The offer itself – which was lucrative and guaranteed Alexey a significant advance – could mean the engineer’s arrest if it wasn’t made transparently. He began to see how he could make the deal through the State, but Robert, excited, misinterpreted that the response was already positive and started producing the game. When he was about to launch the product, he received a reply from the Soviet organization that supervised software and hardware exports, denying the rights. That is, Robert Stein an unbelievable legal and diplomatic imbroglio that took years to resolve. In 1988, when Tetris was released for the PC in both the UK and the US, the drama was still at its height, even involving Soviet leader Mikhail Gorbachev (as he appears in the film).

With its addictive DNA, unsurprisingly Tetris has also been successful in the west, selling heavily on computers. But look how incredible, already in those days it was noticed that the greatest value in the games sector was in another area: in consoles, not in programs or computers. Whoever saw the millionaire potential of the Soviet game in this scenario was a Dutch video game developer, Henk Rogers. Henk, who lived in Japan and was familiar with the Game Boy, a portable game console from Nintendo, released in 1989. The system would be released in the US and Europe and Tetris was perfect for it. He needed to convince the company’s founder, Minoru Arakawa, who already had the rights to Super Mario. Your argument? Mario was for kids, Tetris? For all.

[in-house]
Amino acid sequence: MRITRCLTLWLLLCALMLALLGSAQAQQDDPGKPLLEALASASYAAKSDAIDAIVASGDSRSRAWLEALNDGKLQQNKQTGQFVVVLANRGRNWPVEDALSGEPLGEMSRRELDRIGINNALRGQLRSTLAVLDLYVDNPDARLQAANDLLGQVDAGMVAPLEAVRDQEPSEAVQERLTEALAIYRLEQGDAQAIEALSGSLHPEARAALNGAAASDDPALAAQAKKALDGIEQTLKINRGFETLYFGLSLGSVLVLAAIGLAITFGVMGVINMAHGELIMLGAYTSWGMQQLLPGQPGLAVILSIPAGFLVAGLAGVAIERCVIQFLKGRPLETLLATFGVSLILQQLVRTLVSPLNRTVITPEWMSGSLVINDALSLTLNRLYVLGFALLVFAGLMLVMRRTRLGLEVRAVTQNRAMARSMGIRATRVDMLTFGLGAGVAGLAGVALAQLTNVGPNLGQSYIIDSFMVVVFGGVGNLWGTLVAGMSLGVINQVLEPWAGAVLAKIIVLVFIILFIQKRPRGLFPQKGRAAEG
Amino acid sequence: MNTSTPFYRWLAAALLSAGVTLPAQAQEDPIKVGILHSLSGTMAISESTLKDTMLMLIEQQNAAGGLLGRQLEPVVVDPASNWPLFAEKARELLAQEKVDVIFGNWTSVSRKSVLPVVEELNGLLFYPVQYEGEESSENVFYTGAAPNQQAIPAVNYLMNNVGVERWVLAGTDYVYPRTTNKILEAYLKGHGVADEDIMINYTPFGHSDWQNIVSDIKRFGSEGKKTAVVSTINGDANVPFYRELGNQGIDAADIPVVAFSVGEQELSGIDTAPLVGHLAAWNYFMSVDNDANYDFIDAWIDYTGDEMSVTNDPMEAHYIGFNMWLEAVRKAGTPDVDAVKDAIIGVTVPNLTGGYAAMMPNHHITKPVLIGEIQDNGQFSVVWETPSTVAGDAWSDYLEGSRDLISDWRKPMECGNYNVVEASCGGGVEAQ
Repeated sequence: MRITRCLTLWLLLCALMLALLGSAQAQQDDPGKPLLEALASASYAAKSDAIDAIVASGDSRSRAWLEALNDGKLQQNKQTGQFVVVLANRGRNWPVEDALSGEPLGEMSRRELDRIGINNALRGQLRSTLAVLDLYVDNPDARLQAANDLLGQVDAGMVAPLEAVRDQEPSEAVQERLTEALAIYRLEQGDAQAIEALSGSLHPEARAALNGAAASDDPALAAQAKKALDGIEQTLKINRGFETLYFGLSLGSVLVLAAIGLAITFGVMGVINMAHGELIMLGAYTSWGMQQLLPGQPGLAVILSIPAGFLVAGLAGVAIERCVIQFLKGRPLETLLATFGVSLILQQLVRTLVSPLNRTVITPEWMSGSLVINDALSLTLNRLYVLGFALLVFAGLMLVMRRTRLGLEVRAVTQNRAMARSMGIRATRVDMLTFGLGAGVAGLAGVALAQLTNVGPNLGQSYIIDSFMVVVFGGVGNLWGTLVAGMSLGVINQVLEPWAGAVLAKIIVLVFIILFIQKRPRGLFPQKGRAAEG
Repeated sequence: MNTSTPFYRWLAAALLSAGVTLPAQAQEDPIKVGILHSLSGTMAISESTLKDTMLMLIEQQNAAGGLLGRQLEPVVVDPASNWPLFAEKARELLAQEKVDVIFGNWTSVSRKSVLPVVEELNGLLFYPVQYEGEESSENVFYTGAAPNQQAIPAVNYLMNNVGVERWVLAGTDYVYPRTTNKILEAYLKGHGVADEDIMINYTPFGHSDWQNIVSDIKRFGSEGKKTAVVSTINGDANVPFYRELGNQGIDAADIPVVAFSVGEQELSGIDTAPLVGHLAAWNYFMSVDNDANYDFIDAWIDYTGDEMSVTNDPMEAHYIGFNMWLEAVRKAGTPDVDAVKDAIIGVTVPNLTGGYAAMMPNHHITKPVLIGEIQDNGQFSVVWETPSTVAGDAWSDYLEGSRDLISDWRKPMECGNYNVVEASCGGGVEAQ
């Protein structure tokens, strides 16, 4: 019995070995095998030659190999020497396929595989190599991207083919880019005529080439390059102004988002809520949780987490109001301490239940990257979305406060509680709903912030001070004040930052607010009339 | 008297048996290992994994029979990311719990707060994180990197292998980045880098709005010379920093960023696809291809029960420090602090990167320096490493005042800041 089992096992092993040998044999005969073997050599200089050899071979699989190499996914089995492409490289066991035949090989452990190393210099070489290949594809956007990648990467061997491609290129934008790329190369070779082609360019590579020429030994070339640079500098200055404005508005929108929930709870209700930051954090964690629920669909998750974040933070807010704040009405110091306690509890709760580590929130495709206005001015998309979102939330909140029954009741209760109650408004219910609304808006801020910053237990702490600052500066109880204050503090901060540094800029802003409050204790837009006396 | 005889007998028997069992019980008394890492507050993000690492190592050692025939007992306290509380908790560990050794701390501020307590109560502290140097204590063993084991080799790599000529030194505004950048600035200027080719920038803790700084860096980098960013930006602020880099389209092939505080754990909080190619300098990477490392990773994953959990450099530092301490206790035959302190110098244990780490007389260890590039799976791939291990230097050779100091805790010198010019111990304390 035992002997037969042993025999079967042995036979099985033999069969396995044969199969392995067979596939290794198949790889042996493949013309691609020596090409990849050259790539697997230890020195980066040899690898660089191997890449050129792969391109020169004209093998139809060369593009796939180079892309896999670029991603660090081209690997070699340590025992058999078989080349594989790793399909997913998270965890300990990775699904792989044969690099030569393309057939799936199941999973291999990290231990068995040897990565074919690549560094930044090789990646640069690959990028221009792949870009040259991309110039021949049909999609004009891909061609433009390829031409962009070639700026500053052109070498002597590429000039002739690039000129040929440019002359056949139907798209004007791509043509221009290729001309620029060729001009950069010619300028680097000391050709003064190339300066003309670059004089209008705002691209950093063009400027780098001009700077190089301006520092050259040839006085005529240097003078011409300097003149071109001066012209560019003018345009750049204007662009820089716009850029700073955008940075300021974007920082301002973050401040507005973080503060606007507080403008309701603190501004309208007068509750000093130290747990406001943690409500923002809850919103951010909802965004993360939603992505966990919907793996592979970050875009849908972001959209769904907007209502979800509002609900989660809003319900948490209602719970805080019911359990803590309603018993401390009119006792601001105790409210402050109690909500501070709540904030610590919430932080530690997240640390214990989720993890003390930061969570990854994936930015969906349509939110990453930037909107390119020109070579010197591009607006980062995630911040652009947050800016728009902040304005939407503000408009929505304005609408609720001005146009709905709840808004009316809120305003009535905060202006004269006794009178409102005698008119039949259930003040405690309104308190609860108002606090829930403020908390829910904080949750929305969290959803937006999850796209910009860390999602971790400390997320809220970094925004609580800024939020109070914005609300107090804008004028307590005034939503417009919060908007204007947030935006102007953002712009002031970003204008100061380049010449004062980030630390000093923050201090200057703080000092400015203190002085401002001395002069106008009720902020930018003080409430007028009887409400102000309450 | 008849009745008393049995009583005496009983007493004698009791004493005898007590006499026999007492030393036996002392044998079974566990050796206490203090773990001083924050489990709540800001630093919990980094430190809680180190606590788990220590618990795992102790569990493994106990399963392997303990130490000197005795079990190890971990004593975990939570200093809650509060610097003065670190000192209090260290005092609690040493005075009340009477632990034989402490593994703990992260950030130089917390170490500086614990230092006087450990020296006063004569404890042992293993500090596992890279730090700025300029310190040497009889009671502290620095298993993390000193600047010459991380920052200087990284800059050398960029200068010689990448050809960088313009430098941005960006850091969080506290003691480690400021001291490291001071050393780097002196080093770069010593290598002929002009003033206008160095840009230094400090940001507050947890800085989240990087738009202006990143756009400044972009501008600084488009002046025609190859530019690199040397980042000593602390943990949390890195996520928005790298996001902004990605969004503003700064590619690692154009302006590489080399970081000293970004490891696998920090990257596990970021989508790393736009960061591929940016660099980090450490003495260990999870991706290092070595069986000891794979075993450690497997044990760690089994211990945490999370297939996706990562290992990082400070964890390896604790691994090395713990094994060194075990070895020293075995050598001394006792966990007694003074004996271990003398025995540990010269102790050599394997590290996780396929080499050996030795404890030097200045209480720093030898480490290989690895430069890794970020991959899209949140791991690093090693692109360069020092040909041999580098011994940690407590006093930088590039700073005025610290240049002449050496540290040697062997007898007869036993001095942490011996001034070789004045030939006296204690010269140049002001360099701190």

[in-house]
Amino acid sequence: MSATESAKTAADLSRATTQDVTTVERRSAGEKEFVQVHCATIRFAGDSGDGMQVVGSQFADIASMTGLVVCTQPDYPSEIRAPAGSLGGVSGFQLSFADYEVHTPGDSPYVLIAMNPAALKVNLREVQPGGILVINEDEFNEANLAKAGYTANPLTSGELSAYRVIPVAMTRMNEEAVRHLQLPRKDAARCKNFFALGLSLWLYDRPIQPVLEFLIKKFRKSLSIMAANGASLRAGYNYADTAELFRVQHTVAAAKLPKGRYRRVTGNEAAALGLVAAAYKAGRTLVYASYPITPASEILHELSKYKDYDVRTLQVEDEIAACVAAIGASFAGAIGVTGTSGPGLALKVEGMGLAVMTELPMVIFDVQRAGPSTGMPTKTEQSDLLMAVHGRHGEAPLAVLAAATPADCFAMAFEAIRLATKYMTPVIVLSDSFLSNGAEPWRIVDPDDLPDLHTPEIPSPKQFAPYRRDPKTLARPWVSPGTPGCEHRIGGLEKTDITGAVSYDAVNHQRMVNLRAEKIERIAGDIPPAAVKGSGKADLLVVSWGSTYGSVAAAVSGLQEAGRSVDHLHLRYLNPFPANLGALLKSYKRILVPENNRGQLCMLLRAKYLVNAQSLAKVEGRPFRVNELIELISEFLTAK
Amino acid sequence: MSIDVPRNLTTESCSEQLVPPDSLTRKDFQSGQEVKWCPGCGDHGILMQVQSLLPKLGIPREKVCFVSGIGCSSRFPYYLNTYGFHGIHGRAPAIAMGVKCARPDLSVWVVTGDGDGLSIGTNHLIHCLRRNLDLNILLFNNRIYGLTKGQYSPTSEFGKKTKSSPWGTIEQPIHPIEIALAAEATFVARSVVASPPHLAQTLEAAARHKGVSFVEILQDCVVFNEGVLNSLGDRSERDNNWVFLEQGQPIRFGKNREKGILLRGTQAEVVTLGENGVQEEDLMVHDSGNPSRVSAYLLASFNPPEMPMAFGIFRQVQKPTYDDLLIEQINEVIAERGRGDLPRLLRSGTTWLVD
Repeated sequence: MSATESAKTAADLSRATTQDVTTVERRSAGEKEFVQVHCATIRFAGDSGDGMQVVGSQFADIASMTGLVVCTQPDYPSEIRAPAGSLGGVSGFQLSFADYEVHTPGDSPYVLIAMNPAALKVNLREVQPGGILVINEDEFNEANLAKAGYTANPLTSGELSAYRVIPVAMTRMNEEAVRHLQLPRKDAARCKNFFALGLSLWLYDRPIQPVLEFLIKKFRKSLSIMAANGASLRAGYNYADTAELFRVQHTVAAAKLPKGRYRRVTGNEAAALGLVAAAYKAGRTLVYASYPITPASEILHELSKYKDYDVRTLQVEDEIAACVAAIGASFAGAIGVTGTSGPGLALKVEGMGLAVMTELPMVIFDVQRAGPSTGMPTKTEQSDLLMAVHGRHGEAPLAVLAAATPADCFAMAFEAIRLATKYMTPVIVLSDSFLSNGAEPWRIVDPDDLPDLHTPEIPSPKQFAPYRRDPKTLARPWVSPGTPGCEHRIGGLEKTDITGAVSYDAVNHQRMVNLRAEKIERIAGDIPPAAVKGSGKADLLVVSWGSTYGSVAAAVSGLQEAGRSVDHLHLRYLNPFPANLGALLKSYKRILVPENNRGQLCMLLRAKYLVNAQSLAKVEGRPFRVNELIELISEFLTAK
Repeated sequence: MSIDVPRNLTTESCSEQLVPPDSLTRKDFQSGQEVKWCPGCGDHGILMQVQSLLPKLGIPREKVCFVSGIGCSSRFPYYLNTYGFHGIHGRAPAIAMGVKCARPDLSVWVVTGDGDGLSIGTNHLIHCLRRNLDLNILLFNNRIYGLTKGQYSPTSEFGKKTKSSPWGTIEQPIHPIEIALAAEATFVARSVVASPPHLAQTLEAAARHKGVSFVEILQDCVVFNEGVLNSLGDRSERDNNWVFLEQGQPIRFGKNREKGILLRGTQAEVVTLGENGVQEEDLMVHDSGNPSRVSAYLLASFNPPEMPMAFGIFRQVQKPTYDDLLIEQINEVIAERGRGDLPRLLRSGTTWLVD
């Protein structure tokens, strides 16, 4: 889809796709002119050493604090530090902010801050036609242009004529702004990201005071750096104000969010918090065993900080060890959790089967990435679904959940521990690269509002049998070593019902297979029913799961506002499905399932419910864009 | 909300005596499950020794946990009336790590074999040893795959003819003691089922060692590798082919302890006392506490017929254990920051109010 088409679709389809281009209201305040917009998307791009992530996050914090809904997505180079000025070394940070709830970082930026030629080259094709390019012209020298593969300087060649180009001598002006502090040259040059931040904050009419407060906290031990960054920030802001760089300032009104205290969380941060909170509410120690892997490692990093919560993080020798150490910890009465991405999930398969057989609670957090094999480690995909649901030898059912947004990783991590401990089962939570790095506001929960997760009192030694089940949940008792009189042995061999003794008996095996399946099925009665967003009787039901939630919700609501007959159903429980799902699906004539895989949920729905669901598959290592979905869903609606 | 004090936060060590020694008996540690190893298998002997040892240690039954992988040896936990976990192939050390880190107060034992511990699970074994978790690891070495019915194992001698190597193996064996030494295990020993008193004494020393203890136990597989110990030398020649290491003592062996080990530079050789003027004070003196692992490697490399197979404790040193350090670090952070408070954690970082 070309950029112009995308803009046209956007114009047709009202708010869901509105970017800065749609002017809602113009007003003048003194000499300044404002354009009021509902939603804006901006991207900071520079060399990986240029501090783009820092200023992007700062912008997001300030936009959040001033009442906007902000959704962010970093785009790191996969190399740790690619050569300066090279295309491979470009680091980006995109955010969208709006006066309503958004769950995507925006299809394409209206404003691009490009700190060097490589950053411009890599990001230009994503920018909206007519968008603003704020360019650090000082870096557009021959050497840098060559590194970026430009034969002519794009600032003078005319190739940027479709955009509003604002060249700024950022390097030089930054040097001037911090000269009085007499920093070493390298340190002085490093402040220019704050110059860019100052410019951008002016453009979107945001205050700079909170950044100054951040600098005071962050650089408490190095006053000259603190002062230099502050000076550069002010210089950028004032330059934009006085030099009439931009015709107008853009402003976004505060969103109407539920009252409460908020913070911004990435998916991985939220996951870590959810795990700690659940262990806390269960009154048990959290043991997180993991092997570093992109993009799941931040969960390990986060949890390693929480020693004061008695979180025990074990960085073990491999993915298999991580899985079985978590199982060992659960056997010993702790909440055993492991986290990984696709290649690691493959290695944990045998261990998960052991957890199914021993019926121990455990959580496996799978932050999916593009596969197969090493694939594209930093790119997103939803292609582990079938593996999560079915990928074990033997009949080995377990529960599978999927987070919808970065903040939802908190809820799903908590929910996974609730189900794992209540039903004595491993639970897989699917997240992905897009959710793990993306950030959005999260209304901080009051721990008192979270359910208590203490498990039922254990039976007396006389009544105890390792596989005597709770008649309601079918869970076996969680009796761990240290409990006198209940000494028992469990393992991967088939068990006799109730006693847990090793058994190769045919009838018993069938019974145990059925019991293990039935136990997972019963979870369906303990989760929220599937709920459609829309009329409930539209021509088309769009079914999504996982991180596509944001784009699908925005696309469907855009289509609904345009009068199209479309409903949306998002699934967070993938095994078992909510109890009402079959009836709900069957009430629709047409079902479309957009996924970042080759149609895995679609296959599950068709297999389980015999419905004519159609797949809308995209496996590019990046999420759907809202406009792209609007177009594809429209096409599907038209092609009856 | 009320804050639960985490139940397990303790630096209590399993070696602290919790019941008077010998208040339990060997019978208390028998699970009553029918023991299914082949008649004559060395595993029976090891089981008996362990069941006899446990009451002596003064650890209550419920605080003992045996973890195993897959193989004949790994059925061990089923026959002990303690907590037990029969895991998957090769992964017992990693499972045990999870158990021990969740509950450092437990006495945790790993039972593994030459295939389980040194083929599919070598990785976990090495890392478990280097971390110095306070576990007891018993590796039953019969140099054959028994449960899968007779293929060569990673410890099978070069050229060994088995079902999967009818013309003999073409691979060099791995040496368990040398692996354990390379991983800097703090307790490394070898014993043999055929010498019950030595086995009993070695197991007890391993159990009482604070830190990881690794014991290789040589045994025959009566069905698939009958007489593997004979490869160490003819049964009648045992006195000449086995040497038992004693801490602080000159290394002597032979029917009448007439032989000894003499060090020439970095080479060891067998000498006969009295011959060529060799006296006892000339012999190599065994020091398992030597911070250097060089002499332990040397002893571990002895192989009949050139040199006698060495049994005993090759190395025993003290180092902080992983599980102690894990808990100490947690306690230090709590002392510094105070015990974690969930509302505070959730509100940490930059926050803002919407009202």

By this time, the fight for rights was already a war and Henk had to go to the Soviet Union in person, with a tourist visa, to see if he could elucidate how to guarantee rights definitively. Of course, it was like Tetris pieces falling from the sky, the feeling was that I would never win. Today it’s hard to remember, but in the Cold War, there was a frightening distrust of any contact between the Soviets and Russians, which was worse if it involved the Government. Henk was interrogated and feared for his life. Your luck? Among the officers was none other than Alexey Pajitnov himself. Alexey and Henk understood each other immediately. In a tense week, the happy ending came. A contract has been signed for Tetris on the Game Boy. History began to be written.

On the Game Boy alone, it is estimated that Tetris sold more than 35 million units, being one of those responsible for the success of the console that became one of the most successful of all time. But Alexey still wasn’t getting paid for his creation, thanks to pending legal issues and partly because he had ceded the rights to the Computing Center of the Soviet Academy of Sciences for 10 years. At that point, Atari entered the dispute over the Game Boy, and only in 1989 did Nintendo win the lawsuit.

In 1991, Alexey managed to leave Moscow and went to live in Seattle, with the help of Henk. It was only in 1995 that the engineer regained the rights to his creation and began to receive royalties. Together, they founded the Tetris company, only managing to regain full control of the game in 2005, after the fall of the Soviet Union. Today Tetris is on over 65 platforms, has sold 202 million copies – approximately 70 million physical units and 132 million paid mobile game downloads, and is one of the most popular games in the world.

The film opens at the end of March. I’m already excited!